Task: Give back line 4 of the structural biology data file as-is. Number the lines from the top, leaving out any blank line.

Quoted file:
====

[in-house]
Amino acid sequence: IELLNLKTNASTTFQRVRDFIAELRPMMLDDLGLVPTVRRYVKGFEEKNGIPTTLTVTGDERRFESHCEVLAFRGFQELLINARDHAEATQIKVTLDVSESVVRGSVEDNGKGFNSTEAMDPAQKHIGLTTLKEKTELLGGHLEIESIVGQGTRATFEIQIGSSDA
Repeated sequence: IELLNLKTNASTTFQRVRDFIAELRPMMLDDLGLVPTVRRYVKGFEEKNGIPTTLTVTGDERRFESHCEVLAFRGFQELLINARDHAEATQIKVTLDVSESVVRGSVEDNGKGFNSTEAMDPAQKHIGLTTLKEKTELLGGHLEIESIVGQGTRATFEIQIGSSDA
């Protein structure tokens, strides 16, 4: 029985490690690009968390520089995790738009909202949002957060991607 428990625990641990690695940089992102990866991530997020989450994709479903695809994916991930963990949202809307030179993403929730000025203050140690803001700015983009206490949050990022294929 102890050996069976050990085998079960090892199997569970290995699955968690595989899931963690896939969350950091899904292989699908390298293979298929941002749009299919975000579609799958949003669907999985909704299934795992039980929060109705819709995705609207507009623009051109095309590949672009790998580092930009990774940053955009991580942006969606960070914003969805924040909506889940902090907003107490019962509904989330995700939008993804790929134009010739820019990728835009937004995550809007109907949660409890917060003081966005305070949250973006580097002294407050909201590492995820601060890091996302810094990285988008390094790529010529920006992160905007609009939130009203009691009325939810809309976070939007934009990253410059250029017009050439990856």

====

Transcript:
């Protein structure tokens, strides 16, 4: 029985490690690009968390520089995790738009909202949002957060991607 428990625990641990690695940089992102990866991530997020989450994709479903695809994916991930963990949202809307030179993403929730000025203050140690803001700015983009206490949050990022294929 102890050996069976050990085998079960090892199997569970290995699955968690595989899931963690896939969350950091899904292989699908390298293979298929941002749009299919975000579609799958949003669907999985909704299934795992039980929060109705819709995705609207507009623009051109095309590949672009790998580092930009990774940053955009991580942006969606960070914003969805924040909506889940902090907003107490019962509904989330995700939008993804790929134009010739820019990728835009937004995550809007109907949660409890917060003081966005305070949250973006580097002294407050909201590492995820601060890091996302810094990285988008390094790529010529920006992160905007609009939130009203009691009325939810809309976070939007934009990253410059250029017009050439990856």